Concert Hall, Sydney Opera House
April 9, 2018

Beethoven’s great concert aria Ah! perfido is a tall order for the most accomplished of singers. Its shifting moods require a soprano of imagination, who must move believably between fury, tenacity and despair while also retaining a sense of the aria’s overall arc.

Soprano Nicole Car, in her debut appearance with the Australian Chamber Orchestra, seems to understand this challenge, and met it with spirit. Usually sung by more dramatic sopranos (to give you an idea, Nilsson and Varnay both recorded it), Car’s lighter timbre was tested by some of Beethoven’s difficult writing, with the closing chromatic runs not as glitteringly precise as they could be. Her Italian could also be punchier, particularly in the imperious opening recitative.

Nicole Car and the Australian Chamber Orchestra. All photos © Nic Walker

Yet Car impressed with her obvious dramatic commitment, bringing a lovely pathos to the cantilena where her peachy tone was at its most attractive. Paying particular attention to the phrase ‘Risparmiate quel cor, ferrite il mio’ (‘Spare that heart, strike at mine’), Car shows us an aggrieved woman still very much in love – her rendition shows great promise. Meanwhile, the ACO was on top form here, maintaining the ebb and flow of tension with ease, with the strings finding a lighter sound that demonstrates the debt Beethoven owes Mozart. Nice clarinet solos as well.

The orchestra opened the concert with a fluid account of the Overture and Dances from Handel’s Alcina. Lyrical in approach, care was taken with the smaller details but balanced with a sense of the architecture and pacing of Handel’s writing. They seemed on shakier ground with Mozart’s Symphony No 27, divided in two parts – while the Allegro was energetic, the fugato writing in the final movement could have been brought off with greater finesse.

Satü Vänskä and the ACO

Satü Vänskä had ample opportunity to show off the ACO’s newest family member, a 1726 Stradivarius, in a rich account of Beethoven’s Romance in F. With a sweetness of tone and some affecting phrasing, she brought pearliness to the high notes, easily handling the intricate interplay with the orchestra. The ACO was in fine fettle here, paying attention to the tricky double-dotted notes.

Elsewhere, the ACO ranged further afield with Puccini’s Crisantemi (you’ll recognise some of its themes from the final act of Manon Lescaut) and the Prelude to the final act of La Traviata, a nod to Car’s recent role debut. The orchestra acquitted themselves well in both, capturing the elegiac quality of Puccini’s long melodic lines and Verdi’s pathos laden writing.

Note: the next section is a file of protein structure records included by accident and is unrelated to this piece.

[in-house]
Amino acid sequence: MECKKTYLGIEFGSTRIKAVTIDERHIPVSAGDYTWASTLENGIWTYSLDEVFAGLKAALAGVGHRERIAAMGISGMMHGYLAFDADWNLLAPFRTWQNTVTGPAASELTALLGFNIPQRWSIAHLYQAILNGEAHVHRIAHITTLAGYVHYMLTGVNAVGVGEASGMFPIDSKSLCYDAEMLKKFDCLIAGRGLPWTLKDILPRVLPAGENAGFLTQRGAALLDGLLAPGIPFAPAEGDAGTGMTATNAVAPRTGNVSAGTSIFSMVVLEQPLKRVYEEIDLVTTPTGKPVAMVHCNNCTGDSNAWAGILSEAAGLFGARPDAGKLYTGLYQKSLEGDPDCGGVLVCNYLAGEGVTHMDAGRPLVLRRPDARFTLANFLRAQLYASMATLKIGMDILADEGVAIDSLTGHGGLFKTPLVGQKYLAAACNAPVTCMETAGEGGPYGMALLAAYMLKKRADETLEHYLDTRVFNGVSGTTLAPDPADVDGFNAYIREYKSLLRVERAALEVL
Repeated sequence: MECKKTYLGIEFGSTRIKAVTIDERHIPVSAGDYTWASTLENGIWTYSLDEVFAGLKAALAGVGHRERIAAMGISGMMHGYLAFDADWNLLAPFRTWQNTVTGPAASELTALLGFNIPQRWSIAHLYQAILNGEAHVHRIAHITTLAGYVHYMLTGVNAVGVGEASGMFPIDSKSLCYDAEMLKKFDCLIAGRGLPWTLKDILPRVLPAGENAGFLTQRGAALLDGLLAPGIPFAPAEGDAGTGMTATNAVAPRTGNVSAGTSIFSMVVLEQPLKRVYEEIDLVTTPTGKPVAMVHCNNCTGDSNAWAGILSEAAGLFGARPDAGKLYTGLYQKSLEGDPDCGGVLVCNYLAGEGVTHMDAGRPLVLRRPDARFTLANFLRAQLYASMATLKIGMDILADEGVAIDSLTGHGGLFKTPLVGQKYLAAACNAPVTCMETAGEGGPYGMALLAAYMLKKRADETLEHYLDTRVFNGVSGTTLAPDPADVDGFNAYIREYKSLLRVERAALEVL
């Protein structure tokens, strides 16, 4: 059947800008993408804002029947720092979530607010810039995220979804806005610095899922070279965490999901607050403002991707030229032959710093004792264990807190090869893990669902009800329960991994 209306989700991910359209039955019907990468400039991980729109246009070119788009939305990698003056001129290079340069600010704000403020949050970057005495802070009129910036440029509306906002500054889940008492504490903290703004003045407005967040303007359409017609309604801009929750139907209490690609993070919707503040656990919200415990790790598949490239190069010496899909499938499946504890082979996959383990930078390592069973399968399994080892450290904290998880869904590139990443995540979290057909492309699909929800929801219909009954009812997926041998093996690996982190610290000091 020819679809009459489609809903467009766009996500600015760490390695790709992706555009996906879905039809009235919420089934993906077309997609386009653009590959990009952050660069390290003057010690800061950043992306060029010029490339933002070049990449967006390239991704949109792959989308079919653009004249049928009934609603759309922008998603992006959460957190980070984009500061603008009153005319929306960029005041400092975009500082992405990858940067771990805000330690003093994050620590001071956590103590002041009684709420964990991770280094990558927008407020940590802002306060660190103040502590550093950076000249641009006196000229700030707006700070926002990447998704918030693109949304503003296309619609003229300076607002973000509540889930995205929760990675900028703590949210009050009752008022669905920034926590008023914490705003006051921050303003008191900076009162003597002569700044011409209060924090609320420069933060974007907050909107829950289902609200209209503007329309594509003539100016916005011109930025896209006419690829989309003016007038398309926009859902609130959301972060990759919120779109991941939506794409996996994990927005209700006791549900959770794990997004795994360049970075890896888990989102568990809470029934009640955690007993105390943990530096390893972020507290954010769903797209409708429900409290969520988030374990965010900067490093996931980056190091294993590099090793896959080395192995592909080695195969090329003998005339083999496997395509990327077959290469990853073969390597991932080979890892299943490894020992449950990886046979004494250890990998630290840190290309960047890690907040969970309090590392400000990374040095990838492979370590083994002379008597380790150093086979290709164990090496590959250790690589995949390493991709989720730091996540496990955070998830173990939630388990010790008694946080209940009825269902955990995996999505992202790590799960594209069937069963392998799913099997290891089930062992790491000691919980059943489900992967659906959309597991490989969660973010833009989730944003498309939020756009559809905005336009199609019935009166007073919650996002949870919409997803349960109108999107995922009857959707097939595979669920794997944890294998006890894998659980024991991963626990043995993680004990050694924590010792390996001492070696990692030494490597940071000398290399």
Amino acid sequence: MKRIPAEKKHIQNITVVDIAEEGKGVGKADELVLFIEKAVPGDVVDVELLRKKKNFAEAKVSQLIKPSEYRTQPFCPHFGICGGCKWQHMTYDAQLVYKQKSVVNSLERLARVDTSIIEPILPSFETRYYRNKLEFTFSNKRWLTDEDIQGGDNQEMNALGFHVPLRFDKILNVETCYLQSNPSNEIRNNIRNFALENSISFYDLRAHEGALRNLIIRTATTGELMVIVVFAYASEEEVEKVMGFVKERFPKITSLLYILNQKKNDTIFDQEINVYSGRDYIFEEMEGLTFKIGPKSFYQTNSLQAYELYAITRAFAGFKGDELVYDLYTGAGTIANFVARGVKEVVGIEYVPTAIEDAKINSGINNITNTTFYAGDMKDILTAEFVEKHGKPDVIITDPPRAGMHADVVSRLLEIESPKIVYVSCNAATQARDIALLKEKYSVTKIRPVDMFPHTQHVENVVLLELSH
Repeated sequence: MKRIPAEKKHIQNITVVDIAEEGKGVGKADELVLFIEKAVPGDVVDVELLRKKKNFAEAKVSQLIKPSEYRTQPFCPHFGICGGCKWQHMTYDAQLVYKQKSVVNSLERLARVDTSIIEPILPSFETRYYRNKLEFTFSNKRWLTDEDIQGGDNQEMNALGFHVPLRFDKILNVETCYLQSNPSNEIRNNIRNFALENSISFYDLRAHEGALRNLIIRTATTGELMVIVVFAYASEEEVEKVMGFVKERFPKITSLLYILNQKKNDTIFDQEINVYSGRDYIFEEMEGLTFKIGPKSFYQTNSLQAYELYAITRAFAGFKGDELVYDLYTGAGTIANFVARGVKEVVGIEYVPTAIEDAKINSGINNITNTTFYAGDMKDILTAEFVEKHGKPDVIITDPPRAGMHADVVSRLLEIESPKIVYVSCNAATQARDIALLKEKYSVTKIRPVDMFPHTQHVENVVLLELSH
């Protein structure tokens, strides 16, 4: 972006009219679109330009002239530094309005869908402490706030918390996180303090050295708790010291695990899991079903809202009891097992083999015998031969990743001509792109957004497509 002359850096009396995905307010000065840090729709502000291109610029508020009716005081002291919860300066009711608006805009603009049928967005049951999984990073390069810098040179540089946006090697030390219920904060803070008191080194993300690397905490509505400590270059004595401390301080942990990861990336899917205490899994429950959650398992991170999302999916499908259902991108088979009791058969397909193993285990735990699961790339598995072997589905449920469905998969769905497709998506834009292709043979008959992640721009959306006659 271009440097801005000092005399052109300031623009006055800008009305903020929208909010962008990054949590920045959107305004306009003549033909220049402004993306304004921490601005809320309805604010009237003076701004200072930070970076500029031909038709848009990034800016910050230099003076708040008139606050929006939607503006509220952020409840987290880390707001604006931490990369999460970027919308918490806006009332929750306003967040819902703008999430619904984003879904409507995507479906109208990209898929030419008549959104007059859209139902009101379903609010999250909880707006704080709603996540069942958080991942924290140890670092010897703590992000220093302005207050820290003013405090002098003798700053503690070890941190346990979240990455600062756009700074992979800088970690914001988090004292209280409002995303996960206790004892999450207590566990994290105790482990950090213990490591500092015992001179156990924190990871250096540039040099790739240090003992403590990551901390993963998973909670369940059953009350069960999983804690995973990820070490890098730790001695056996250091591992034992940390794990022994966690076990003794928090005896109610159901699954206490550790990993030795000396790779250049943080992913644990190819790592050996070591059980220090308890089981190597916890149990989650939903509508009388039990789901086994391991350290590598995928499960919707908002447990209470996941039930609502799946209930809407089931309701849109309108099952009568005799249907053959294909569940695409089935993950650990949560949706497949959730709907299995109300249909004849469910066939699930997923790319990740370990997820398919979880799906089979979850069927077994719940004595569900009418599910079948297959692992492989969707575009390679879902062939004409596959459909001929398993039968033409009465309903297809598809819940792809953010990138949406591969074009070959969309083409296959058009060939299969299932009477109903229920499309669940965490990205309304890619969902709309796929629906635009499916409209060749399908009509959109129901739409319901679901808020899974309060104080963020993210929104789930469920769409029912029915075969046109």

Verdi made another appearance on the program, with Car giving us the Ave Maria from Otello. While she sidestepped the final pianissimo with a fuller throated note, and her reading of the recitative will reach greater heights with more time, this was a heartfelt account that showed promise. Particularly noteworthy was the way Car slightly bleached the colour from her tone in the repeats of ‘prega per noi’ (‘pray for us’). Desdemona must surely be on the horizon for her.

She also impressed with Hildegard’s Ave Maria, which led into Verdi’s with its long, melismatic lines. Dim lighting and sympathetic playing from the ACO made it a particularly atmospheric selection.

Richard Tognetti, Nicole Car and the ACO

However, Car’s first aria, Mozart’s Basta, vincesti – Ah non lasciarmi, was taken cautiously, with her middle voice sounding occluded in some parts. Although not as expressive as she was in the later selections, she still managed to bring a sense of dignity to Dido’s entreaties.

Elsewhere, Car did justice to Mozart’s Misera, dove son! Ah! non son io che parlo, which played to her strengths. Singing with taste and dipping into her lower register, she delivered the challenging work with assurance, showing commendable control in navigating the legato lines and declamatory outbursts. Impassioned and precise, her singing was particularly special here.

Though you sense that Car has outgrown, in temperament at least, Mozart’s Chi sá, chi sá, qual sia, she brought out its playful qualities while still putting across the consternation of the piece’s heroine. And in an encore, Beethoven’s No, non turbati… Ma tu tremi, o mio Tesoro? was given a committed reading, the rosy bloom of Car’s soprano meltingly lovely.

Nicole Car is on national tour with the ACO until April 24